Atlantic Coast Airlines vs. Mesa


Well-Known Member
Just wanted to let everyone know if they haven't seen it, USA Today had a big to-do article about the possible takeover in yesterday's paper . . . in case anyone was curious as to what it said.

While I'm relatively new to the industry, I've read quite a bit of bad things about Mesa, yet the article seemed to favor their owner/CEO Ornstein.
USAToday is more than just a title of a newspaper, it's also indicative of the length of time they research anything airline related.
Yeah, here's the article:

PHOENIX -When Jonathan Ornstein was blackballed by a University of Pennsylvania fraternity in the mid-'70s - because he's Jewish, he says -he found a way to go where he'd been told he did not belong.

Jonathan Ornstein, CEO of Mesa Air Group, during an interview in his Phoenix office.

By Jason Millstein for USA TODAY

"A friend who was a member stood up for me. He couldn't get me into the fraternity," Ornstein says with a devilish wink. "But I went to a lot of their parties as his sister's date."

"They couldn't keep me out," he says, laughing.

"They" still can't. For most of his professional life, the intense, fast-talking CEO of Mesa Air Group has gleefully played the role of the bright but impatient outsider defying convention and trying to prove he belongs anyway. Now he's embarked on the almost unthinkable: a hostile takeover of another airline, Atlantic Coast Airlines Holdings. The last person to try the tactic -Donald Trump, who briefly made a run at AMR, parent of American Airlines, in 1989 -lost tens of millions of dollars in the process. But Ornstein, whose company has been one of the top performers in the profitable regional sector of the airline business, has never worried about being unconventional.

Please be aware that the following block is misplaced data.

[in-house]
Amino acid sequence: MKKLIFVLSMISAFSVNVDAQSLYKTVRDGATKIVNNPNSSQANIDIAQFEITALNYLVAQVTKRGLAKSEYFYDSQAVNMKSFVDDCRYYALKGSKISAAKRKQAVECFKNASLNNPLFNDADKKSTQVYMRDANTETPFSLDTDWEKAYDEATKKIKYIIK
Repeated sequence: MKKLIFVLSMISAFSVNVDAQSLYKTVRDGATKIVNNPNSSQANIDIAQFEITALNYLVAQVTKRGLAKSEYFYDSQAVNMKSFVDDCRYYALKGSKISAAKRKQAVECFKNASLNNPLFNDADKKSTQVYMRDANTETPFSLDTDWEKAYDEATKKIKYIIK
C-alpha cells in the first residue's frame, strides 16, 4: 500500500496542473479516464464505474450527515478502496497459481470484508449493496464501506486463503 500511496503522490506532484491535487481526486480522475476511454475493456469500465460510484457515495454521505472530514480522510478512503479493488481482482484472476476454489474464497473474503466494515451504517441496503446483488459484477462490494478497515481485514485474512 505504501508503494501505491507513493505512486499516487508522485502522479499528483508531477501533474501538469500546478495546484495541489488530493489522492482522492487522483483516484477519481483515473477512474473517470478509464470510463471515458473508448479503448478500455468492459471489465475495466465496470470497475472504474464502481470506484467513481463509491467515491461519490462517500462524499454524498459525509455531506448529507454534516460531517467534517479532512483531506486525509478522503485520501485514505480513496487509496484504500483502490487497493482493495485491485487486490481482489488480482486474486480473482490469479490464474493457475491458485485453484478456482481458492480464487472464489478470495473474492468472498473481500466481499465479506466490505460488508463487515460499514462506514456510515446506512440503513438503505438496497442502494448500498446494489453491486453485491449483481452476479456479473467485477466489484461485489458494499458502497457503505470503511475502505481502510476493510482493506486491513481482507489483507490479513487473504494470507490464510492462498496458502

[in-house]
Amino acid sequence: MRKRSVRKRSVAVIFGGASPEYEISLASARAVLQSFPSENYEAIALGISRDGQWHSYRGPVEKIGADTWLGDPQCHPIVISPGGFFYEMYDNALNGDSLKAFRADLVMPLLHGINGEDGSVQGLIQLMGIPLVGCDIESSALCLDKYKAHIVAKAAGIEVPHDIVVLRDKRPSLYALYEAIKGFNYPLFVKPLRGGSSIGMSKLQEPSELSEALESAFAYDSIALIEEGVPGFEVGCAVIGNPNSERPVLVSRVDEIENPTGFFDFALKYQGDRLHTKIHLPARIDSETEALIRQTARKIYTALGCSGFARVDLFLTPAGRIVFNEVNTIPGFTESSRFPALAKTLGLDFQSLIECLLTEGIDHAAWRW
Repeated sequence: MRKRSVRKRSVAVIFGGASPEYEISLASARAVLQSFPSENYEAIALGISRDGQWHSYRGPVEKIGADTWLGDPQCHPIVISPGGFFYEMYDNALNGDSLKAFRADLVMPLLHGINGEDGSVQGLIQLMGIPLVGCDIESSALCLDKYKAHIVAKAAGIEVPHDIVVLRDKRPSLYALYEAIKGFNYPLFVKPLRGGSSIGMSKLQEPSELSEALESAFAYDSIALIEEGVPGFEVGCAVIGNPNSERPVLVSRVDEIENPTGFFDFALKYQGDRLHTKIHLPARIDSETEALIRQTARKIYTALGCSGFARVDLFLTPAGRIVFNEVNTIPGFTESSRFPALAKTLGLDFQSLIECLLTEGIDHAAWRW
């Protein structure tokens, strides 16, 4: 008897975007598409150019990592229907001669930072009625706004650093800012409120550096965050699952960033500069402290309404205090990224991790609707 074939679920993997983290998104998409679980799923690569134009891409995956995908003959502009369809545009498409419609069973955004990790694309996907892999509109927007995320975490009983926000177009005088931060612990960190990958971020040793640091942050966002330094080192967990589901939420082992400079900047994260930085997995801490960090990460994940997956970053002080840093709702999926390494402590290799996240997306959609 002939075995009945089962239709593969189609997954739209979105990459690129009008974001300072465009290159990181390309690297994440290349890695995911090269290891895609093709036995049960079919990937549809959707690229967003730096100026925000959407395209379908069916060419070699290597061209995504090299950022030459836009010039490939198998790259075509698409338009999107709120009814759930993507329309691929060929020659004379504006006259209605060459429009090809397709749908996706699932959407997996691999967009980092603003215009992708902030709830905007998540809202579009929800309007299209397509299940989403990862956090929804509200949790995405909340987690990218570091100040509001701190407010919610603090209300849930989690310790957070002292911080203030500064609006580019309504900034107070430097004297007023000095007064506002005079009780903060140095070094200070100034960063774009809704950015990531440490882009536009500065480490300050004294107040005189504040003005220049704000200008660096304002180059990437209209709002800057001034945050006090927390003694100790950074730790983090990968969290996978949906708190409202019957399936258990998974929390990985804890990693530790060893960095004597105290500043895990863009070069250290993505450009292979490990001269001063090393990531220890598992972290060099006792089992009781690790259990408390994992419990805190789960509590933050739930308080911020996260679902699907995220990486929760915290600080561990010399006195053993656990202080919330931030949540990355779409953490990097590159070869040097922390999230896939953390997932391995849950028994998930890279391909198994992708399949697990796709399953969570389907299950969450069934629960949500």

On those days when he chooses to drive a car instead of riding one of his 15 motorcycles, he tools around Phoenix in a Mini Cooper. Though he does not have a pilot's license, he keeps a vintage 1960s two-seat military trainer jet in a hangar near his house. And while other CEOs relax on the golf course or at the beach, the 46-year-old Ornstein unwinds, if you can call it that, on the basketball court, banging bodies with players half his age. Though under 6 feet, he is as fierce a competitor on the court as he is in the office, one who expects a lot of his teammates and even more of himself.

"There is no doubt that I have a strong personality and that I'm a very aggressive guy," says Ornstein, casually dressed for an interview in his sun-drenched office overlooking Phoenix Sky Harbor airport. "I know that I rub some people the wrong way. I don't try to. But I am who I am. As I've gotten older, I've tried to do a better job of controlling my aggressiveness. But I am very determined to get things done."

Ornstein's airline history reads almost like a storybook. Its chapters include:

-1989-94. Helps build tiny Mesa Airlines into a successful independent regional carrier through multiple acquisitions and restructurings.